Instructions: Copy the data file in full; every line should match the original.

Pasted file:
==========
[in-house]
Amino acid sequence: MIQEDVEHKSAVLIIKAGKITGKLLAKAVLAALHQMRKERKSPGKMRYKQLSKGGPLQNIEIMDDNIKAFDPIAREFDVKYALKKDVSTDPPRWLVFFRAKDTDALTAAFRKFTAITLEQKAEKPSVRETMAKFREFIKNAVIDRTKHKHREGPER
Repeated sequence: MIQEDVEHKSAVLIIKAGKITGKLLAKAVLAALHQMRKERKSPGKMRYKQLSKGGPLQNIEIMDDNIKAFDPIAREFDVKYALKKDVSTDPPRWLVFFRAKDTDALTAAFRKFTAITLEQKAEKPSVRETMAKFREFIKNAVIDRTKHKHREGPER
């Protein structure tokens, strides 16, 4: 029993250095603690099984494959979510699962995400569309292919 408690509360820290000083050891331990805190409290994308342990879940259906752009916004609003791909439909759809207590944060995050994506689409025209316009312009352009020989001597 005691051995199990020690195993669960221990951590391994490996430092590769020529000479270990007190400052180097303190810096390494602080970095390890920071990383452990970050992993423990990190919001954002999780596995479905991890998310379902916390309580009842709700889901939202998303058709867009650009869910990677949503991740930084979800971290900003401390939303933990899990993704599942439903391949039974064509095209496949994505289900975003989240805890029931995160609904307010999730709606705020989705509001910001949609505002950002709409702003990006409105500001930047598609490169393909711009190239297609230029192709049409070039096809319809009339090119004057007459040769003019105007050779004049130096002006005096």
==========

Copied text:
[in-house]
Amino acid sequence: MIQEDVEHKSAVLIIKAGKITGKLLAKAVLAALHQMRKERKSPGKMRYKQLSKGGPLQNIEIMDDNIKAFDPIAREFDVKYALKKDVSTDPPRWLVFFRAKDTDALTAAFRKFTAITLEQKAEKPSVRETMAKFREFIKNAVIDRTKHKHREGPER
Repeated sequence: MIQEDVEHKSAVLIIKAGKITGKLLAKAVLAALHQMRKERKSPGKMRYKQLSKGGPLQNIEIMDDNIKAFDPIAREFDVKYALKKDVSTDPPRWLVFFRAKDTDALTAAFRKFTAITLEQKAEKPSVRETMAKFREFIKNAVIDRTKHKHREGPER
């Protein structure tokens, strides 16, 4: 029993250095603690099984494959979510699962995400569309292919 408690509360820290000083050891331990805190409290994308342990879940259906752009916004609003791909439909759809207590944060995050994506689409025209316009312009352009020989001597 005691051995199990020690195993669960221990951590391994490996430092590769020529000479270990007190400052180097303190810096390494602080970095390890920071990383452990970050992993423990990190919001954002999780596995479905991890998310379902916390309580009842709700889901939202998303058709867009650009869910990677949503991740930084979800971290900003401390939303933990899990993704599942439903391949039974064509095209496949994505289900975003989240805890029931995160609904307010999730709606705020989705509001910001949609505002950002709409702003990006409105500001930047598609490169393909711009190239297609230029192709049409070039096809319809009339090119004057007459040769003019105007050779004049130096002006005096």